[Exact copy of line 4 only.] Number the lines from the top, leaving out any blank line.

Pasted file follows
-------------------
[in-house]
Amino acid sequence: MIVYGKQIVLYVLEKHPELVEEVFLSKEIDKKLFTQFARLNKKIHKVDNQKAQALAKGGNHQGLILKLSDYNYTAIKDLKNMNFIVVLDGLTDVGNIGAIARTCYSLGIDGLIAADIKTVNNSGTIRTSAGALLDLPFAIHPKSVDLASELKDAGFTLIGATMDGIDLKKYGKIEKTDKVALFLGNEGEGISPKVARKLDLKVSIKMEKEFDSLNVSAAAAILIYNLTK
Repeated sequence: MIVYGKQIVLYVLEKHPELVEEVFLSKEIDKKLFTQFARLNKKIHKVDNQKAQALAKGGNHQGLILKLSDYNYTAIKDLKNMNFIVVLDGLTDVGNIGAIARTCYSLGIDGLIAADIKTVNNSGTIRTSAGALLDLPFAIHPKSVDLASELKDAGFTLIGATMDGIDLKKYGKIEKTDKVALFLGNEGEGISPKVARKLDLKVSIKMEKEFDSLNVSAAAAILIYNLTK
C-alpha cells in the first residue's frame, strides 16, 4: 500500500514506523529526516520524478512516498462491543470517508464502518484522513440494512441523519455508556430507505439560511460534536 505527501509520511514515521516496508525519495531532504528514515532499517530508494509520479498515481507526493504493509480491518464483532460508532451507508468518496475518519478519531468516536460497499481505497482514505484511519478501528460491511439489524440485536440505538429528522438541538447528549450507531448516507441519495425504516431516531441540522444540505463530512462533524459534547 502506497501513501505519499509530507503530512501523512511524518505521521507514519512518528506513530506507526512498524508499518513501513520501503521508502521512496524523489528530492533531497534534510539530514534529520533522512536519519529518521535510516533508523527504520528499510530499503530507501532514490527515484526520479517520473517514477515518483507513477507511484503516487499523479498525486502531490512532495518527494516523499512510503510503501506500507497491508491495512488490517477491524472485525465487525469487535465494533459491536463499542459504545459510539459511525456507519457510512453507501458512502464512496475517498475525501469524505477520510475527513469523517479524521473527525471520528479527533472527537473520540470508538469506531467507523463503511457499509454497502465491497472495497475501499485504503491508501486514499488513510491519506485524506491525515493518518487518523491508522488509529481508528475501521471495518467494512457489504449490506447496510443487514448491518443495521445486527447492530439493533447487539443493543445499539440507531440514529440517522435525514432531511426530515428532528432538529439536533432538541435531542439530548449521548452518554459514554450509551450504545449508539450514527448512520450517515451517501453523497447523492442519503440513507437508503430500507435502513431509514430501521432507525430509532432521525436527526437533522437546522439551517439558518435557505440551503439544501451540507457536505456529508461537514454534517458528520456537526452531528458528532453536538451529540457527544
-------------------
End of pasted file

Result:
C-alpha cells in the first residue's frame, strides 16, 4: 500500500514506523529526516520524478512516498462491543470517508464502518484522513440494512441523519455508556430507505439560511460534536 505527501509520511514515521516496508525519495531532504528514515532499517530508494509520479498515481507526493504493509480491518464483532460508532451507508468518496475518519478519531468516536460497499481505497482514505484511519478501528460491511439489524440485536440505538429528522438541538447528549450507531448516507441519495425504516431516531441540522444540505463530512462533524459534547 502506497501513501505519499509530507503530512501523512511524518505521521507514519512518528506513530506507526512498524508499518513501513520501503521508502521512496524523489528530492533531497534534510539530514534529520533522512536519519529518521535510516533508523527504520528499510530499503530507501532514490527515484526520479517520473517514477515518483507513477507511484503516487499523479498525486502531490512532495518527494516523499512510503510503501506500507497491508491495512488490517477491524472485525465487525469487535465494533459491536463499542459504545459510539459511525456507519457510512453507501458512502464512496475517498475525501469524505477520510475527513469523517479524521473527525471520528479527533472527537473520540470508538469506531467507523463503511457499509454497502465491497472495497475501499485504503491508501486514499488513510491519506485524506491525515493518518487518523491508522488509529481508528475501521471495518467494512457489504449490506447496510443487514448491518443495521445486527447492530439493533447487539443493543445499539440507531440514529440517522435525514432531511426530515428532528432538529439536533432538541435531542439530548449521548452518554459514554450509551450504545449508539450514527448512520450517515451517501453523497447523492442519503440513507437508503430500507435502513431509514430501521432507525430509532432521525436527526437533522437546522439551517439558518435557505440551503439544501451540507457536505456529508461537514454534517458528520456537526452531528458528532453536538451529540457527544